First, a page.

It is no secret that the editorials
of this newspaper have been against direct taxation and to me being against
taxes is normal; however, irrational.
In the Cayman Islands a majority of
our people believe that the Government is there to support them, not that we
are here to support our government. Perhaps this has to do with ancient
Caymanian history when paternalistic gestures from those in control of the
community were seen as evidence of their benevolence and authority.
It is not what I can do for my
country but what my country can do for me. It must educate my children from
toddler’s age to university. My country must make sure I have a house by
guaranteeing my bank mortgage and if I cannot afford a mortgage then my country
must build me a house because I am a Caymanian and we get; we don’t give. And
Mr. Premier better not change that even if it needs to be changed and if you
think of doing so, we will vote you out and keep you out.
We want roads and schools, that
show we are the richest country in the Caribbean and maybe even in the world.
Remember what happened when I built
those old tin structures and said poor people could afford them? Well we might
have been able to afford them but we are not paying for them although we live
in them, because they are not good enough for us Caymanians. We deserve better
than that, even if we have to wait for the balance of our lives to get better
homes. We are as good as the next person.
I know it is hard to go from
receiving to giving even if the Good Book states that we should give a
percentage of our income back to the church. The doctrine of giving back to
improve the greater good is already enshrined in the Bible and which church
provides hurricane shelters, free schools and universities; which church
provides for our common defense against enemies foreign and domestic? What we
get from government in Cayman is a lot but what is lacking is civic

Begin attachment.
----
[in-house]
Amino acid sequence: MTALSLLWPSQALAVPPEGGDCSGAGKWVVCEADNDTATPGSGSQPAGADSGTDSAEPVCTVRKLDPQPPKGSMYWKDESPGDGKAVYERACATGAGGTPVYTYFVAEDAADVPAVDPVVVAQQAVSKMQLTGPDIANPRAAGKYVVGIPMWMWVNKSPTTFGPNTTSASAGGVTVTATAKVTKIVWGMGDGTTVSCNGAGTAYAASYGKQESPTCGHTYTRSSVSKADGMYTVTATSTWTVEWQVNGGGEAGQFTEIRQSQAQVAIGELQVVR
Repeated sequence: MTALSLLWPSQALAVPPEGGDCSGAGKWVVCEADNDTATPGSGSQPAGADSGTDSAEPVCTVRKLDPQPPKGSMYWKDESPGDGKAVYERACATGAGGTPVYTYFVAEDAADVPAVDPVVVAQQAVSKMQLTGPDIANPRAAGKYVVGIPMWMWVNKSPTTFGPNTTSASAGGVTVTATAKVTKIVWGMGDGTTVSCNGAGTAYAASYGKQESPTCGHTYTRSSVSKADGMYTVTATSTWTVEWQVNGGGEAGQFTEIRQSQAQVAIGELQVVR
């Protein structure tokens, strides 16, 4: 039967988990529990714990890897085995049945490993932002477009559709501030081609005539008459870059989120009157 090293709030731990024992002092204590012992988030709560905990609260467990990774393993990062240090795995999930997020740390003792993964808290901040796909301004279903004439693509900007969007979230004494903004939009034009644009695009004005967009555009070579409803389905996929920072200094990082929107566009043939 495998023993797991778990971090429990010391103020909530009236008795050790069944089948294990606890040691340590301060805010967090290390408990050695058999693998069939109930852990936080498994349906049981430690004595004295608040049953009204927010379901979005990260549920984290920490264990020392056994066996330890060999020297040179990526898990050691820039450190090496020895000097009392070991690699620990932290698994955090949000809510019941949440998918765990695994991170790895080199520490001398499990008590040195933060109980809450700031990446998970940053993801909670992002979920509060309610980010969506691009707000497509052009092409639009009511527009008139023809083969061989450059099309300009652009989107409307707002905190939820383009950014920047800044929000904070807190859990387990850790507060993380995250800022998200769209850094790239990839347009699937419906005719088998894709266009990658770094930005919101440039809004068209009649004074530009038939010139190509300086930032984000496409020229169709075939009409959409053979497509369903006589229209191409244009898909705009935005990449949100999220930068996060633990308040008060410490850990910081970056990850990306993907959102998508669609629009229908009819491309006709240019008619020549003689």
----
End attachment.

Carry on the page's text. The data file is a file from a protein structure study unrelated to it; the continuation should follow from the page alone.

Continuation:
responsibility and acknowledgement.
I am not suggesting that taxation
will bring forth civil pride and responsibility, but perhaps some may learn for
the first time that the strength and responsibility of our government is our
collective strength and responsibility. And it is my opinion that the interjection
of small town tea party ideology at this crucial time is not good for nation
Yes all governments I know
including the one I was a part of is wasteful, but this only means that
government is not perfect and we must continue to make the collective aspects
of our shared existence more rational rather than turning away from collectivism.
I must continue to applaud Mr. Tim
Ridley for his foresight on the issue of direct taxation. Like him I reject
income taxes for this country and say that this UDP government should stop
electioneering and govern, which will entail the imposition of a direct annual
tax on property. Will this cause people to leave our country? Well if they do I
will be the first to be at the airport or the dock to see how well such selfish
individual manages to attach our land to them and carry it overseas.
I have always been of the opinion
that people work for their income but not for the land they use. God made the
land, like the sea and the air and we should pay for the privilege of occupying
it. Let us all start giving and not waiting for the politicians to give a few
of us what belongs to all of us. This has only confused our ideas of what
government is and what it should work towards becoming. Let us block bad
politicians out of the picture of government and try to imagine a strong
community that could assist us in our times of need; like when there is a hurricane,
or a famine, or drought, or invasion by foreign armies or infestation by
Imagine all of the infrastructural
projects physical and social that must be started and finished within a short
period of time if we are to survive and grow as a community. Imagine that the
I and you
Caymanians can make will be as a nation and not as individuals.
There are so many attempts being
made to convince Caymanians that nation building can take place on sand, but we
know the fate of the foolish man and we are not condemned to repeat it.
Caymanians we must seize these difficult times to make structural changes and
rearrangements in the way we work, think and live. And this will not be easy
when all around us foreign voices are echoing in our ears,